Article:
Gil Hodges, quiet leader of the Brooklyn Dodgers and New York Mets, finally gets the respect he deserves

New York Mets manager Gil Hodges
New York Mets manager Gil Hodges / Focus On Sport/GettyImages

So the great Brooklyn Dodgers player, and New York Mets manager, Gil Hodges finally gets his due. The great wrong has been righted, and Hodges will now have his plaque in the Baseball Hall of Fame in Cooperstown, New York.

My grandparents were the ones who were ardent Mets fans, long-time season ticket holders, and I got to go to many games with them at Shea Stadium. But long before they were Mets loyalists, they were Brooklyn Dodgers fans…fanatics really…and they schooled me on what the Dodgers meant to them, to the fans, to the Borough of Brooklyn.

My grandparents were a part of what was known as the Section 8 Club, a group of fans who would not only make themselves fixtures at Ebbetts Field in Brooklyn, but would also follow the Dodgers when they went on the road in the days when St. Louis was the furthest west you had to travel for a Major League Baseball game. It would be much like the 7 Line is for the Mets today.

Players were more accessible back then, and according to my grandparents, there was nobody more accessible than Gil Hodges. Hodges always made it a point to engage with the Section 8 Club when the team was at home, and would sit and have dinner with the group when the team was on the road.

Although there were some bigger personalities on “dem Bums” – guys like Pee Wee Reese, Duke Snider, Carl Furillo – Hodges was the favorite of the people closest to the team. He was quiet and unassuming, but larger than life. My grandfather would say that Hodges had the biggest hands – they were, themselves, like baseball mitts. He was a tough, no nonsense, ex-Marine who had two years of active service in WWII and was awarded a Bronze Star, yet he was a kind, gentle and compassionate soul.

My grandparents, who would always associate him more with his days in Brooklyn, would speak about Hodges with love and admiration. He would return to New York, after moving with the Dodgers to Los Angeles, to become one of the original Mets in 1962. But his time with the Mets was more compelling years later when he was brought back by the organization to manage in 1968.

The team was brutal in those early years, and Hodges would be the perfect person to turn things around, and he did, leading them to the improbable, winning the 1969 World Series. And while the Brooklyn faithful will always revere him as a member of Dodgers, Mets fans will always associate the name of Gil Hodges with the Miracle of 1969.

It turned out he was more than just a manager to the young New York Mets players.

I watched Tom Seaver, another ex-Marine, break down and cry during a national television interview when asked to talk about Gil Hodges as his mentor. I witnessed Ron Swoboda lose his composure on stage when he told an audience how he was a young maverick as a player and should have listened more to Hodges during his playing days. I listened to Cleon Jones get choked up while he told the story about how Hodges stopped a game during the 1969 season, walked out to left field, and brought Jones with him back to the dugout.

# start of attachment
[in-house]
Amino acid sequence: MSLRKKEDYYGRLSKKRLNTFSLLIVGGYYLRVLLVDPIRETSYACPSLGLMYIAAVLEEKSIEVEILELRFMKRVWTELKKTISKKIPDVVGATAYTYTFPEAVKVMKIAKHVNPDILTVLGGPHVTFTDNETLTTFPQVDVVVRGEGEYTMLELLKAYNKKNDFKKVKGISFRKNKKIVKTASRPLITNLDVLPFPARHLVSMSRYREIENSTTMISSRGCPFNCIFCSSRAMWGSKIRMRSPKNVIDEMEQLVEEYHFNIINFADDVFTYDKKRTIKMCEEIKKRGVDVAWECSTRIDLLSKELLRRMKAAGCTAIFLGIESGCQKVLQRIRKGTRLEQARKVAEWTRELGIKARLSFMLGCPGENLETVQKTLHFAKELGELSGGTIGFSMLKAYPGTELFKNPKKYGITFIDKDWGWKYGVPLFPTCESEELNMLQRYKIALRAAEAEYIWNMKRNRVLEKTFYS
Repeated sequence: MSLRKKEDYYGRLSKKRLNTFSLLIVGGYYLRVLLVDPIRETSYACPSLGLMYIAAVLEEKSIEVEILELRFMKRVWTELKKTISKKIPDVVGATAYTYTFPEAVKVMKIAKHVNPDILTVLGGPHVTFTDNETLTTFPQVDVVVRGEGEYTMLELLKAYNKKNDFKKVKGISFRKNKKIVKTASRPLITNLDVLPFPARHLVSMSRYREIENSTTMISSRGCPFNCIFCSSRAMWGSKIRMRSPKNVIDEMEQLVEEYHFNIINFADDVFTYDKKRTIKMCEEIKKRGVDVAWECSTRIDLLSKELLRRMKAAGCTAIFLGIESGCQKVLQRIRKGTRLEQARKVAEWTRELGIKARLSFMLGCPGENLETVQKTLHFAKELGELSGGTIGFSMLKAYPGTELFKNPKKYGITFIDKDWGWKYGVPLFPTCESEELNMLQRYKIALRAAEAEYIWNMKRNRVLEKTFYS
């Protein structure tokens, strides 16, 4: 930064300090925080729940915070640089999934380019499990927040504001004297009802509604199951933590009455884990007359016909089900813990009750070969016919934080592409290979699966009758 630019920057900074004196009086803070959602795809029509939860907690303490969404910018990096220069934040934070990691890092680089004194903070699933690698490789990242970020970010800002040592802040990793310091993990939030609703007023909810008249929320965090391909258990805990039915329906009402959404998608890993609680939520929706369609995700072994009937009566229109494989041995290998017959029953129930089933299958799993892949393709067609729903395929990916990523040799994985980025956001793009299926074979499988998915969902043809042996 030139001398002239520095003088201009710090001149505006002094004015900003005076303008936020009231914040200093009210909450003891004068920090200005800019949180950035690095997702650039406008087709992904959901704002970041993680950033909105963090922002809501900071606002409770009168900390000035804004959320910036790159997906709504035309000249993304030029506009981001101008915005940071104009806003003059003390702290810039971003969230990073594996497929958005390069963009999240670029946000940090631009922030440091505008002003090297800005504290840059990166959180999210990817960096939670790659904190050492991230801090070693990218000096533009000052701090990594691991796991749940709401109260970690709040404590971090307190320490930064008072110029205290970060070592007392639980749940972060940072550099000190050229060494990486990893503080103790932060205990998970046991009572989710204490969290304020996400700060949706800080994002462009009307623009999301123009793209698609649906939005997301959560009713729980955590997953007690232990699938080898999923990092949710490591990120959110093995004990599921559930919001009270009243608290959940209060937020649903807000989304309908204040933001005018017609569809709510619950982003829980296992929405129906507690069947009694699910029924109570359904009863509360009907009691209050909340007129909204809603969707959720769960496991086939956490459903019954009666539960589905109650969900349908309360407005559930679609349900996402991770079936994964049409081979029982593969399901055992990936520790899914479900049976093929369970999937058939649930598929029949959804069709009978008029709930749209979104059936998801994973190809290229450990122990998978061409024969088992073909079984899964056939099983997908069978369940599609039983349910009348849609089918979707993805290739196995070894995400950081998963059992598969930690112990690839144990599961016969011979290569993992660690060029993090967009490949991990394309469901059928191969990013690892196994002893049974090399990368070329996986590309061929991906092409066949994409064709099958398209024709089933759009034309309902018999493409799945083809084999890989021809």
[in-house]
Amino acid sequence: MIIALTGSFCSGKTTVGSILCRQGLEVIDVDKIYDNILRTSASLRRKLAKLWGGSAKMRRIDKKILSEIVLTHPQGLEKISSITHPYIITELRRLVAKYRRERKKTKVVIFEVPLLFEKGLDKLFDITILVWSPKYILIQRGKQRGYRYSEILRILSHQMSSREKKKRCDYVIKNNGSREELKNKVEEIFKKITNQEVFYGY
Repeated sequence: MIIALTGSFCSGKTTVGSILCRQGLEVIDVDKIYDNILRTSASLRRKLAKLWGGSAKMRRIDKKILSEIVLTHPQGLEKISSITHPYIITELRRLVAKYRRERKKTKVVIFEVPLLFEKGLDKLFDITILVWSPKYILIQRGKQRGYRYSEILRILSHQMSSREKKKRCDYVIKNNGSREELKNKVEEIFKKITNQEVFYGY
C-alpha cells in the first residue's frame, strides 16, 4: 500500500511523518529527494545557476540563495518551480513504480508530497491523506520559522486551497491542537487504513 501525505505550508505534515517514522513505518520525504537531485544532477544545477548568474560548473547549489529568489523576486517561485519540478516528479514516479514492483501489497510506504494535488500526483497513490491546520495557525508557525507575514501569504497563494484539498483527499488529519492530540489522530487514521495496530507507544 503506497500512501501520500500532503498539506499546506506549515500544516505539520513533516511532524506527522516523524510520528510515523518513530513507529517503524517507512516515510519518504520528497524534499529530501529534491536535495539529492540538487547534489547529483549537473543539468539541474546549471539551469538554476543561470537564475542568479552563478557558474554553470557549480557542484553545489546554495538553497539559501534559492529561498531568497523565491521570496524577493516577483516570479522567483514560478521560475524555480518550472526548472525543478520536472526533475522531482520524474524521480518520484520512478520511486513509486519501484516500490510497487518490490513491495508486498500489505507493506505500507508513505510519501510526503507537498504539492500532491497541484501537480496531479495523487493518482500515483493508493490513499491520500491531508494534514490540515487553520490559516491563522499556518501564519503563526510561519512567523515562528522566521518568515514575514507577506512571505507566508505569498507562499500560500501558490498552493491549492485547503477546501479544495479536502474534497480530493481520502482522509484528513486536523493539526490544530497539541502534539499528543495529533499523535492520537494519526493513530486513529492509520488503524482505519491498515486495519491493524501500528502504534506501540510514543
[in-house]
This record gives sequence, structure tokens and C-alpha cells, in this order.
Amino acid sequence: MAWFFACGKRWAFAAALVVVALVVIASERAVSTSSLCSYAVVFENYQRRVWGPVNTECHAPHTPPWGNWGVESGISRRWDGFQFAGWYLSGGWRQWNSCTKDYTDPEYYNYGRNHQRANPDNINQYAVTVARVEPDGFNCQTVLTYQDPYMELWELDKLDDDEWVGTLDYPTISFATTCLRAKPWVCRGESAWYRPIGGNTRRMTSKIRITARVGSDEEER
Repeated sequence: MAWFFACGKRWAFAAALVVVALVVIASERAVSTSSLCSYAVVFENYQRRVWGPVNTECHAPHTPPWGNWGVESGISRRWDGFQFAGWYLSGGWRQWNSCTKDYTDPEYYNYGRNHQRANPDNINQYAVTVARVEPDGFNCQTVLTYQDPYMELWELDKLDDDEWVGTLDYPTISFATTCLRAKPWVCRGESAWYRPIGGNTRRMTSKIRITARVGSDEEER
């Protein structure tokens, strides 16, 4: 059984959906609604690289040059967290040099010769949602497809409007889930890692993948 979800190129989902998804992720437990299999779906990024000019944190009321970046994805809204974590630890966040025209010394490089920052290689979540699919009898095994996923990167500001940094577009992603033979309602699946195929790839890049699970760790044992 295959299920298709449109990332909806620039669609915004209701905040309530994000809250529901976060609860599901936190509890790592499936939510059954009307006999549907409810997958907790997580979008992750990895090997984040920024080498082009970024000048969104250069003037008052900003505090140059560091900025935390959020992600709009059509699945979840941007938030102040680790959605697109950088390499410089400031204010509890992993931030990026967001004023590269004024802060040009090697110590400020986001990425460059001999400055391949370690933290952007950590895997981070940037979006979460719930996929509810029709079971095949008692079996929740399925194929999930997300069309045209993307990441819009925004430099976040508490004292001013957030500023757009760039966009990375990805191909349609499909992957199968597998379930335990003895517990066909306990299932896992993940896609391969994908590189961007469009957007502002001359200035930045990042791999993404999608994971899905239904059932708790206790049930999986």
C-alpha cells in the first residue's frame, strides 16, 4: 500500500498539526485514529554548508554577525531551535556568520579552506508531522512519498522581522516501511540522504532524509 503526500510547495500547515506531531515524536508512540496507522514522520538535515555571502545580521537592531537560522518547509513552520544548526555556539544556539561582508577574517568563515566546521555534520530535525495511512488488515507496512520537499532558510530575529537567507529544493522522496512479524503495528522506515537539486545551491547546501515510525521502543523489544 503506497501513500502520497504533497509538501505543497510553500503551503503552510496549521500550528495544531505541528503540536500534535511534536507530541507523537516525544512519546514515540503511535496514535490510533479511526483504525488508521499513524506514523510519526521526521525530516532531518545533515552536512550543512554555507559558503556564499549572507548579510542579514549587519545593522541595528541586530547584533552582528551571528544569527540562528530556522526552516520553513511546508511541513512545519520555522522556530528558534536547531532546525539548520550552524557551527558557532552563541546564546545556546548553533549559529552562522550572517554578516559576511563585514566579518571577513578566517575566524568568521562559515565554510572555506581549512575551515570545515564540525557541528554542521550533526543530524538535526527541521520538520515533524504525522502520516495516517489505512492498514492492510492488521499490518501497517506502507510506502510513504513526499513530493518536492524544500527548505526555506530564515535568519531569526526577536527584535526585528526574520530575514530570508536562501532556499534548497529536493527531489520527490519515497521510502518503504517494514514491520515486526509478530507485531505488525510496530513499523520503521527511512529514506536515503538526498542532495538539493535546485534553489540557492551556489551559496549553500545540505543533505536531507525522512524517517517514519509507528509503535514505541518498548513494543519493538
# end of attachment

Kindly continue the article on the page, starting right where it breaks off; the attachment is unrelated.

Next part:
While some will argue that Hodges’ numbers fall just shy of Hall of Fame worthiness – .273 batting average, 370 home runs, 1,274 RBI, 10 consecutive years of averaging over 100 RBI, eight-time All-Star, three consecutive Gold Glove awards ( the first three years of the award) – they are VERY comparable to Pittsburgh Pirates slugger and Mets broadcaster Ralph Kiner who was enshrined in 1975.

Having never seen him play, I relied on my grandfather's stories about Hodges' skills. And he was always adamant that Hodges was one of the best he had ever seen, and truly up there with the greats of the game. Much like Kiner did in his brief career, Hodges dominated during a 10-span from 1947-1956. And while Hodges was a great fielding first baseman, he actually came up as a catcher and was an astute field general.

As a Mets manager, Hodges won 339 games and had a .523 winning percentage. And in the biggest “What if?” in Mets history, what IF Hodges did not suddenly pass away from a heart attack just before Opening Day 1972? The entire course of Mets history most likely would have been changed.

He’s been gone a long time, cut down at a young age, but his memory is still a big part of the Borough of Brooklyn, in the hearts of those Dodgers fans, and the Mets fans who were able to enjoy his presence and brilliance, even if for just a short time.

As a manager, as an authority figure, Hodges was someone extra special to the young players, he was truly loved and revered. He was a gifted player who was the anchor in the middle of a potent Dodgers lineup, and a quiet leader that all of the others looked to and leaned on in the clubhouse. He earned respect from his performance, and the way he conducted himself both on and off the ballfield. And he has finally gotten the respect he so rightly deserved for such a long, long time.

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